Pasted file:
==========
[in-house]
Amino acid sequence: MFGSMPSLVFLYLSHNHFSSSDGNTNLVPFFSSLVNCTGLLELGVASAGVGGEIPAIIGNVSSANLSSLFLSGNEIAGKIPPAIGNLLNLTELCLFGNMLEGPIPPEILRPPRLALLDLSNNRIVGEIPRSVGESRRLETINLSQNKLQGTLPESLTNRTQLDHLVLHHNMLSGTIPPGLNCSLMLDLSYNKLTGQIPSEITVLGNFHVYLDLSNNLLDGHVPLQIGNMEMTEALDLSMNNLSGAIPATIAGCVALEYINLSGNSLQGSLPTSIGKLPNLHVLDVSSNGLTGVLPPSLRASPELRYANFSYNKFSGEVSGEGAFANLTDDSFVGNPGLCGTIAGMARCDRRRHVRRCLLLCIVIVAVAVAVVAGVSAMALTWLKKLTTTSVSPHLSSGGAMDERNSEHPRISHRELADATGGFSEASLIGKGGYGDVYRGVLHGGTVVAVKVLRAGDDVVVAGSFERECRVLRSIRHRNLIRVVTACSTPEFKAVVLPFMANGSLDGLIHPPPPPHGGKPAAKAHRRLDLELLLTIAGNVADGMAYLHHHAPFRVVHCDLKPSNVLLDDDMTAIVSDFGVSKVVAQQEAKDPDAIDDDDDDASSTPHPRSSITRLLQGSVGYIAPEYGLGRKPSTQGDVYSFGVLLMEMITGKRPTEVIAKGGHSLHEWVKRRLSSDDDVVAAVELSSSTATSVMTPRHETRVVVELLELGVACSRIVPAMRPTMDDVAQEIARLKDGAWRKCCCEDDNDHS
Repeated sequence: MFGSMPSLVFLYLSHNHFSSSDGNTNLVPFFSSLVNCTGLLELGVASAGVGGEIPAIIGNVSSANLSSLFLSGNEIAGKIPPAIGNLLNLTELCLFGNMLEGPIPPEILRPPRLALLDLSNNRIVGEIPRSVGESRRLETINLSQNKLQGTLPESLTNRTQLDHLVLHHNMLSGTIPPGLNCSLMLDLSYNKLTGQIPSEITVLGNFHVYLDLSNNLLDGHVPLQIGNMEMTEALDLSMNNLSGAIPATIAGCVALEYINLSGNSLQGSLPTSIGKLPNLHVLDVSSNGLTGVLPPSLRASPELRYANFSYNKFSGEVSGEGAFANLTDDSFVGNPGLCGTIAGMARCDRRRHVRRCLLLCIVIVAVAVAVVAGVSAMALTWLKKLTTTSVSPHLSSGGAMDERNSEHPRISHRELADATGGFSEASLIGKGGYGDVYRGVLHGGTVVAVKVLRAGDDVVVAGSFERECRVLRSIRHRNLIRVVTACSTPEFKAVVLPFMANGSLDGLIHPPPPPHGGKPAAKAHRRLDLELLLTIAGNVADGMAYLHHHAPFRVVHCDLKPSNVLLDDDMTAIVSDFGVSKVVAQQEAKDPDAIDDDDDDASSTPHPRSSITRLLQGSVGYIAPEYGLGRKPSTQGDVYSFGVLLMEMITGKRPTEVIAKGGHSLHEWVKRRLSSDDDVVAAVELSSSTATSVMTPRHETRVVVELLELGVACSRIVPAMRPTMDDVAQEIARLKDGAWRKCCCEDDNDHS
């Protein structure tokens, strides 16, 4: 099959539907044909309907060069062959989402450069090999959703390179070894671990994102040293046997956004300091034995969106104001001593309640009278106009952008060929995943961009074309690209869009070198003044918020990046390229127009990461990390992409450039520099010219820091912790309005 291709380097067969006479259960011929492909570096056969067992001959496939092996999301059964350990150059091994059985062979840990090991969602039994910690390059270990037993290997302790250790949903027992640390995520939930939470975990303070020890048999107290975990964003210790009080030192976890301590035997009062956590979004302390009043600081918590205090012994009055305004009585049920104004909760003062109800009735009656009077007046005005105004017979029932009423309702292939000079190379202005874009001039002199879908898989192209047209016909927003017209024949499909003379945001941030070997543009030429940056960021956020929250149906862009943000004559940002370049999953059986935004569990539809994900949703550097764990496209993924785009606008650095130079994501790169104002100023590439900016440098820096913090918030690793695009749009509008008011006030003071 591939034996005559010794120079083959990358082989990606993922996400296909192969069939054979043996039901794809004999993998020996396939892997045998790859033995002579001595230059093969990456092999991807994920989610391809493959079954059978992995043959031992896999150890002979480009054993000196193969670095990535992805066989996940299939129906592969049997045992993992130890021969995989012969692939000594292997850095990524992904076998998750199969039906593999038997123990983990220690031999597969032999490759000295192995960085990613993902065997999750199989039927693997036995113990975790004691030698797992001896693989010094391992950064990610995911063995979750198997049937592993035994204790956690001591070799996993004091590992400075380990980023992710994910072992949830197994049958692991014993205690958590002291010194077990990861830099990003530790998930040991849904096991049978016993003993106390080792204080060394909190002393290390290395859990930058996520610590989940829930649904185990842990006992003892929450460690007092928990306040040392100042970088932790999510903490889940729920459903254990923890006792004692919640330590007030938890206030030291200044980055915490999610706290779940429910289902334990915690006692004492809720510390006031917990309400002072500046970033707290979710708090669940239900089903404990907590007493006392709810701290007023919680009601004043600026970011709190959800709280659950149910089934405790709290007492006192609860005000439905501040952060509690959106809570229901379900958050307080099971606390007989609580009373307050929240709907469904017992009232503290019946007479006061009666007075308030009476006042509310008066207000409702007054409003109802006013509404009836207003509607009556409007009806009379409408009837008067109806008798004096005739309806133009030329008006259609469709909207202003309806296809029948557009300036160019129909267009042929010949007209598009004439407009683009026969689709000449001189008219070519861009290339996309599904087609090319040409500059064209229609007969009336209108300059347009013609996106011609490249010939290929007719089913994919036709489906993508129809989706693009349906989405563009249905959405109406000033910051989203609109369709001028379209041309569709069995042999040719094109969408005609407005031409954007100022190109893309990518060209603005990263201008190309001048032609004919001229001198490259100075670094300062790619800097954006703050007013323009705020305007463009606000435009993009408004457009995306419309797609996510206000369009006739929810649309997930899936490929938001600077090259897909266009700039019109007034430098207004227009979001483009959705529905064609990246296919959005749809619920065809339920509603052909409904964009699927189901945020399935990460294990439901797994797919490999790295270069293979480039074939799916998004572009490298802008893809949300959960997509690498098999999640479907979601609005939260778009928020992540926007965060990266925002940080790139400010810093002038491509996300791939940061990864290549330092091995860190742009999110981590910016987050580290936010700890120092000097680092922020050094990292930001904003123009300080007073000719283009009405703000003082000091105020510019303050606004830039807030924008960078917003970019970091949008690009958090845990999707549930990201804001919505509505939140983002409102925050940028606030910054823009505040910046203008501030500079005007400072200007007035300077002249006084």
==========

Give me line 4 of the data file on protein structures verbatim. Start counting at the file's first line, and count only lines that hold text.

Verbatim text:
């Protein structure tokens, strides 16, 4: 099959539907044909309907060069062959989402450069090999959703390179070894671990994102040293046997956004300091034995969106104001001593309640009278106009952008060929995943961009074309690209869009070198003044918020990046390229127009990461990390992409450039520099010219820091912790309005 291709380097067969006479259960011929492909570096056969067992001959496939092996999301059964350990150059091994059985062979840990090991969602039994910690390059270990037993290997302790250790949903027992640390995520939930939470975990303070020890048999107290975990964003210790009080030192976890301590035997009062956590979004302390009043600081918590205090012994009055305004009585049920104004909760003062109800009735009656009077007046005005105004017979029932009423309702292939000079190379202005874009001039002199879908898989192209047209016909927003017209024949499909003379945001941030070997543009030429940056960021956020929250149906862009943000004559940002370049999953059986935004569990539809994900949703550097764990496209993924785009606008650095130079994501790169104002100023590439900016440098820096913090918030690793695009749009509008008011006030003071 591939034996005559010794120079083959990358082989990606993922996400296909192969069939054979043996039901794809004999993998020996396939892997045998790859033995002579001595230059093969990456092999991807994920989610391809493959079954059978992995043959031992896999150890002979480009054993000196193969670095990535992805066989996940299939129906592969049997045992993992130890021969995989012969692939000594292997850095990524992904076998998750199969039906593999038997123990983990220690031999597969032999490759000295192995960085990613993902065997999750199989039927693997036995113990975790004691030698797992001896693989010094391992950064990610995911063995979750198997049937592993035994204790956690001591070799996993004091590992400075380990980023992710994910072992949830197994049958692991014993205690958590002291010194077990990861830099990003530790998930040991849904096991049978016993003993106390080792204080060394909190002393290390290395859990930058996520610590989940829930649904185990842990006992003892929450460690007092928990306040040392100042970088932790999510903490889940729920459903254990923890006792004692919640330590007030938890206030030291200044980055915490999610706290779940429910289902334990915690006692004492809720510390006031917990309400002072500046970033707290979710708090669940239900089903404990907590007493006392709810701290007023919680009601004043600026970011709190959800709280659950149910089934405790709290007492006192609860005000439905501040952060509690959106809570229901379900958050307080099971606390007989609580009373307050929240709907469904017992009232503290019946007479006061009666007075308030009476006042509310008066207000409702007054409003109802006013509404009836207003509607009556409007009806009379409408009837008067109806008798004096005739309806133009030329008006259609469709909207202003309806296809029948557009300036160019129909267009042929010949007209598009004439407009683009026969689709000449001189008219070519861009290339996309599904087609090319040409500059064209229609007969009336209108300059347009013609996106011609490249010939290929007719089913994919036709489906993508129809989706693009349906989405563009249905959405109406000033910051989203609109369709001028379209041309569709069995042999040719094109969408005609407005031409954007100022190109893309990518060209603005990263201008190309001048032609004919001229001198490259100075670094300062790619800097954006703050007013323009705020305007463009606000435009993009408004457009995306419309797609996510206000369009006739929810649309997930899936490929938001600077090259897909266009700039019109007034430098207004227009979001483009959705529905064609990246296919959005749809619920065809339920509603052909409904964009699927189901945020399935990460294990439901797994797919490999790295270069293979480039074939799916998004572009490298802008893809949300959960997509690498098999999640479907979601609005939260778009928020992540926007965060990266925002940080790139400010810093002038491509996300791939940061990864290549330092091995860190742009999110981590910016987050580290936010700890120092000097680092922020050094990292930001904003123009300080007073000719283009009405703000003082000091105020510019303050606004830039807030924008960078917003970019970091949008690009958090845990999707549930990201804001919505509505939140983002409102925050940028606030910054823009505040910046203008501030500079005007400072200007007035300077002249006084």